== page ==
Bone Health after bariatric surgery

Overweight and obesity strains your joints and makes them weak and painful. Constant pain reduces mobility and worsens the obesity. Obesity alone have been associated with altered levels of calcium, vitamin D and parathyroid hormone in all ages.

Shedding extra kilos will make your joints stronger, helps in getting relief in aches and also reduces risks of fracture specially the hip joint. Losing weight also decreases the possibility of getting a joint transplant done.

Bariatric surgery is a proven tool to help obese people get all these benefits and improve quality of life.

Despite the undoubted health benefits, bariatric surgery requires an extensive preoperative nutritional assessment and also calls for a life-long commitment from the patient for follow-up to focus on weight loss maintenance and compliance to aftercare recommendations.  In general, gastric bypass procedures will have greater potential risk of micronutrient deficiency than a gastric sleeve.

All patients preparing for bariatric surgery should be screened for the presence of vitamin D deficiency and hyperparathyroidism. DEXA scan for all obese patients is not recommended, however women aged more than 65 years or younger post-menopausal females and men 70 years or older may be advised by the bariatric surgeon based on their clinical risk factor profile.

After bariatric surgery calcium and vitamin D deficiency may develop due to reduced dietary intake and decreased intestinal absorption, though research studies do not conclusively support any increased incidence of osteoporosis or increased fracture risk after bariatric surgery.

I always advise my bariatric surgery patients to include naturally rich or fortified food sources in their diet to get enough of calcium and vitamin D. To get good amounts of calcium including milk and milk products, fish, green leafy vegetables, ragi, kidney beans and almonds in the daily diet is a good idea.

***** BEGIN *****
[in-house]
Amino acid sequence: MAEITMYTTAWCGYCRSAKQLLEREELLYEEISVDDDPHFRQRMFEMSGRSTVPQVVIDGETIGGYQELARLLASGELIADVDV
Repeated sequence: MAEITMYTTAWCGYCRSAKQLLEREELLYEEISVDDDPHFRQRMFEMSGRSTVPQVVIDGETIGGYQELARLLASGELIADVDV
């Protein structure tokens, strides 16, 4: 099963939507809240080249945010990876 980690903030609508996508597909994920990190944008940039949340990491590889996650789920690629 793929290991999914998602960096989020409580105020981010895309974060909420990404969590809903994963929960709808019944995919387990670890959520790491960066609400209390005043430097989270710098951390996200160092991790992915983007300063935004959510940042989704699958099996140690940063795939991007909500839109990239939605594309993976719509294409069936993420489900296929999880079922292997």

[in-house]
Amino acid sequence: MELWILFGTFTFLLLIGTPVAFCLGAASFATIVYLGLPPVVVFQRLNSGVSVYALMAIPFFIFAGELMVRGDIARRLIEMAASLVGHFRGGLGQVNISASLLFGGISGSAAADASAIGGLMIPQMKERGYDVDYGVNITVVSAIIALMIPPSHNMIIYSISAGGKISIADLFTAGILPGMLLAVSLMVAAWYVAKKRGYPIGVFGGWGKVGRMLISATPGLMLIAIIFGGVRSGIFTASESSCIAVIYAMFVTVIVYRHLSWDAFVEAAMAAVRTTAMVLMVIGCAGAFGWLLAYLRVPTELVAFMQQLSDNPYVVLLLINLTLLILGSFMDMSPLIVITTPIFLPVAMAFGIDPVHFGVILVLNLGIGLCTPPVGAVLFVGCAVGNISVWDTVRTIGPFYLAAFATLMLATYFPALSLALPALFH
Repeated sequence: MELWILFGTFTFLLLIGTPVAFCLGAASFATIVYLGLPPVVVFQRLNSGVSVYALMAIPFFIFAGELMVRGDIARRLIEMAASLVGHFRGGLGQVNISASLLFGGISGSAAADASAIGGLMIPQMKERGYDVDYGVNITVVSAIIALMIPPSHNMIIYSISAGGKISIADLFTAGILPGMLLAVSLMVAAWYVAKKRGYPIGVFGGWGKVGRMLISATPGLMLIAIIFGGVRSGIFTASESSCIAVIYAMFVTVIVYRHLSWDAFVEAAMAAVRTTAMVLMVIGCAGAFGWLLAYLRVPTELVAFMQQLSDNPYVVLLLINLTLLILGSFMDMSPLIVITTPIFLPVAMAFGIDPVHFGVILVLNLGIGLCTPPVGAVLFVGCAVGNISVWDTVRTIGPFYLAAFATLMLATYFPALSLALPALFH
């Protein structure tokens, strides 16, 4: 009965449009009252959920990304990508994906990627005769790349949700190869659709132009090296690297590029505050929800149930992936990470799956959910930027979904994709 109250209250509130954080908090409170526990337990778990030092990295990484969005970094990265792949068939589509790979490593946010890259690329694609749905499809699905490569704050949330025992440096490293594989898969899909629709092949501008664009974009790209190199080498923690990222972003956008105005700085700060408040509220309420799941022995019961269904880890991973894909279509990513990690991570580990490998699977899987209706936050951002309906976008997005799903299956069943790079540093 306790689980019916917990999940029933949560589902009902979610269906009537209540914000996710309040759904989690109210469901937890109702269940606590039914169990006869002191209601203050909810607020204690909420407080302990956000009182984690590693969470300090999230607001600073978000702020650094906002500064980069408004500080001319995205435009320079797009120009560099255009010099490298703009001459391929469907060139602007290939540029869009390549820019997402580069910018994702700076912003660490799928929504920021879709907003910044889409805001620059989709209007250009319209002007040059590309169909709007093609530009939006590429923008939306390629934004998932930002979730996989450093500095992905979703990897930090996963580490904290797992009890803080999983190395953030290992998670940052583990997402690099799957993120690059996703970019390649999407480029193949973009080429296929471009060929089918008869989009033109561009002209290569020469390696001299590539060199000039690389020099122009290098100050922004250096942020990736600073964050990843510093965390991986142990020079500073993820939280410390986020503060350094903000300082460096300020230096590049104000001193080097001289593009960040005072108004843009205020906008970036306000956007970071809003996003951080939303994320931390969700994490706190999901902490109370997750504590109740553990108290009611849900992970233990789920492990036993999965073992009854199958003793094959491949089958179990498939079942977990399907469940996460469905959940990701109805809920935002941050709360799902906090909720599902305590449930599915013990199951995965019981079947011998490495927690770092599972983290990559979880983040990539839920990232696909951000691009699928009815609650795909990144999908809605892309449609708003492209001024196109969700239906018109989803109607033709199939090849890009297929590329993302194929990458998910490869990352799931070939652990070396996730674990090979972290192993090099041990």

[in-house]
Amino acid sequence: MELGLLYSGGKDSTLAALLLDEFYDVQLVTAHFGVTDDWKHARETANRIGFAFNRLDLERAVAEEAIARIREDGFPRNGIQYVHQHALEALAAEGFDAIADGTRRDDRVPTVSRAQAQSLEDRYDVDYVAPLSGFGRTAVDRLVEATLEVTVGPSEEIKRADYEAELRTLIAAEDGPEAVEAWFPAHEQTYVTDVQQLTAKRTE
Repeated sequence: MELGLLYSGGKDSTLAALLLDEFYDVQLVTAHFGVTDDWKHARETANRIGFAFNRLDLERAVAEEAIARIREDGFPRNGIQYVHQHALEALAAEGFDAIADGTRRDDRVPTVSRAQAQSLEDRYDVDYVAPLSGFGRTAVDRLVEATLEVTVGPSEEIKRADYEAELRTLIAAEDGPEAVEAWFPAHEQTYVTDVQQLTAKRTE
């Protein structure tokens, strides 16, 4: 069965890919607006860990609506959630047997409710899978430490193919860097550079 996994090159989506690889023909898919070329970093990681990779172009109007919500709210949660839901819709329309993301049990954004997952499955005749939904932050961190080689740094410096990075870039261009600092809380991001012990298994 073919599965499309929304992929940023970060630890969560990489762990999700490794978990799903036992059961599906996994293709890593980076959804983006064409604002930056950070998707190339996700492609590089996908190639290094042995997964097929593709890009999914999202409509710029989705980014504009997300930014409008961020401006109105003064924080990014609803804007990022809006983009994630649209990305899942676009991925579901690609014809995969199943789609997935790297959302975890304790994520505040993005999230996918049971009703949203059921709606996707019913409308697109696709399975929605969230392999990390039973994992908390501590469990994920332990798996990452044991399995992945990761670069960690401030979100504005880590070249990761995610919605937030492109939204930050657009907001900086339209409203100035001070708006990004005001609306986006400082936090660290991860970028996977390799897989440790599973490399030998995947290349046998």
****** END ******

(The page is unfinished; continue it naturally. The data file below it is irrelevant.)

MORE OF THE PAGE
For vitamin D, fortified dairy products and cereals, fish (sardines, salmon and mackerel) and egg yolks makes a great choice, also exposing to the sun between 10am to 3pm for 15 to 30 minutes in minimal clothing is good to produce vitamin D in the skin.

Regular, long-term follow-up and nutritional supplementation is important to prevent and overcome already existing deficiencies and should be provided according to the type of procedure and the individual patient’s risk for bone loss.

People undergoing bariatric surgery require 1200–2400mg calcium per day, depending on type of procedure, to be taken into 2–3 divided doses. In our practice we prefer Calcium Citrate Malate (CCM) tablets in chewable form as it  possesses highest bioavailability and doesn’t require stomach acid for absorption.

To prevent vitamin D deficiency 60,000 IU of vitamin D is required once a week for 8 weeks. Severe deficiencies can be treated with higher doses up to 60,000 IU 3 times a day. Vitamin D supplements are easily available in different forms such as powder, syrup or soft gels, any of them can be taken.

It is important to stay in to stay in regular touch with your bariatric surgeon and dietician for annual monitoring of bone loss and to correct the causes in time to prevent further damage.

Healthy bones are happy bones….

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